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Paying for College

When You're Ready to Apply

Understand the basics of student loans.

If your financial-aid package includes a loan from the school itself, you'll probably receive that money automatically -- or will simply see the amount of the loan deducted from your tuition bill. But for most other loans, you'll need to find a lender (except for certain federal loans where Uncle Sam is the lender), complete an application and wait for approval.

In most cases, choosing a loan is fairly cut-and-dried. You could choose to decline a federal loan offered in a financial-aid package in favor of, say, a private loan, but in most cases you wouldn't want to. Subsidized Stafford loans are a very good deal for students, since Uncle Sam pays the interest while your child is in school. And it's tough to do any better than a Perkins loan (a federally funded loan that's administered by schools and has a 5% interest rate). Even unsubsidized Stafford loans are a pretty good deal, given the flexible repayment terms and low rate. (The Stafford interest rate is variable and can change annually, but it is capped at 8.25%.)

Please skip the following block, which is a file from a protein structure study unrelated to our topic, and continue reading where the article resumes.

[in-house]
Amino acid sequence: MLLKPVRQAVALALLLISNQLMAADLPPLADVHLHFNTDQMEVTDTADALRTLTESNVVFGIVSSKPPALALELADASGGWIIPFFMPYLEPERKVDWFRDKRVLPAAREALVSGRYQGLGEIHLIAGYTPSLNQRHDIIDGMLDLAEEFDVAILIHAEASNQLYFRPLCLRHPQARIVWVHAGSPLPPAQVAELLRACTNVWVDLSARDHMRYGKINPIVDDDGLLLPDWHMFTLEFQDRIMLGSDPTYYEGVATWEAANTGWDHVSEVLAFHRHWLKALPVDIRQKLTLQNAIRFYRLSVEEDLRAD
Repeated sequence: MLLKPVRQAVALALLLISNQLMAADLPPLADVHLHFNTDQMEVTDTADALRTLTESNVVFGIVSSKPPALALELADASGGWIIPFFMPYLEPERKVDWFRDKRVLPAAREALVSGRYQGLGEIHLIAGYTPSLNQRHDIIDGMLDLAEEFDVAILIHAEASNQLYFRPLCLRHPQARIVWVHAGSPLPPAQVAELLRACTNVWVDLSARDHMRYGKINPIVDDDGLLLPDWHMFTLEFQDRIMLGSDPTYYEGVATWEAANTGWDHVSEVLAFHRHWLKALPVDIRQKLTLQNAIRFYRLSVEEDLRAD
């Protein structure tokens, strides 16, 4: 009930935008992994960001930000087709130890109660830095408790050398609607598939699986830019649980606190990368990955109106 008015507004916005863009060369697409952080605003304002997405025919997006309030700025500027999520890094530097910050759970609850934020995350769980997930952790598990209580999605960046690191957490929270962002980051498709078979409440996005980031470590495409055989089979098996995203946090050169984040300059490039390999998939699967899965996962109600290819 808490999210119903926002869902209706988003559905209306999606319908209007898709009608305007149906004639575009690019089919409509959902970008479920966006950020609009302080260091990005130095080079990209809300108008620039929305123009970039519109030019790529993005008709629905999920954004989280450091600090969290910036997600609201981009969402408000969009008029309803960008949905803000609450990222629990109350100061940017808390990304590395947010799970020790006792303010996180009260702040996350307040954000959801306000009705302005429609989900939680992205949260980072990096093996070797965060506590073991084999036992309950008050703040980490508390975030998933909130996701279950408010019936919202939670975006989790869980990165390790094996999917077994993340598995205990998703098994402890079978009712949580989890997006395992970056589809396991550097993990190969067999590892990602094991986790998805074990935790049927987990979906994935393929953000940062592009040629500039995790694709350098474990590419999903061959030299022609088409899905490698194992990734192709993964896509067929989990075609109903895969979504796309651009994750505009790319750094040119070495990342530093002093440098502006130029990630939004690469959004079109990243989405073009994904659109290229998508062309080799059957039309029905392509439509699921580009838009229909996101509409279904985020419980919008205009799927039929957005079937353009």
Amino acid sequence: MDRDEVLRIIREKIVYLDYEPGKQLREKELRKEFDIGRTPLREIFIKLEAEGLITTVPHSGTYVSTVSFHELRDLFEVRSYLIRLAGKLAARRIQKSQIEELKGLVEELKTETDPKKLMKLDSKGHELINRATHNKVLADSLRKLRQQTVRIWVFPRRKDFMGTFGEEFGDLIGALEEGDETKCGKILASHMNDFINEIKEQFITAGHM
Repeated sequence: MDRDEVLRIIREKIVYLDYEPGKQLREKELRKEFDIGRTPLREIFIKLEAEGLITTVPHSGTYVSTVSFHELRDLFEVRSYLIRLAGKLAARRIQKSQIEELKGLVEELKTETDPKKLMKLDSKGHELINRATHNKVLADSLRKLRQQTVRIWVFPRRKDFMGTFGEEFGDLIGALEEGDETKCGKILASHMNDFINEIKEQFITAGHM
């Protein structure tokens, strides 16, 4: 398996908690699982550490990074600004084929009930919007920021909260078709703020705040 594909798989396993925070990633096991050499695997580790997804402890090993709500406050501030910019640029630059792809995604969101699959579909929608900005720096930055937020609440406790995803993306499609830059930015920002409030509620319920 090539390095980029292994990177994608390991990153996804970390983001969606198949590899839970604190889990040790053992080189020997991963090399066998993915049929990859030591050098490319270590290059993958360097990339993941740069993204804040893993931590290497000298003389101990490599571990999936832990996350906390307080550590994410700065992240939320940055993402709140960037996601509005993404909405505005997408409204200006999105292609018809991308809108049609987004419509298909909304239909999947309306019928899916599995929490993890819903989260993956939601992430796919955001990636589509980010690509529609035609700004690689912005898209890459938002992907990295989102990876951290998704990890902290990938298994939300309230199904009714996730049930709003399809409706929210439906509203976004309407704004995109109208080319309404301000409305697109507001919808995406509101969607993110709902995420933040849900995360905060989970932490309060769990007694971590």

For private loans, you'll want to select the lowest-cost alternative, based on the loan's interest rate, fees and repayment terms.

The following sections describe your options among federal and private loans.


Student Loans 101
Stafford Student Loans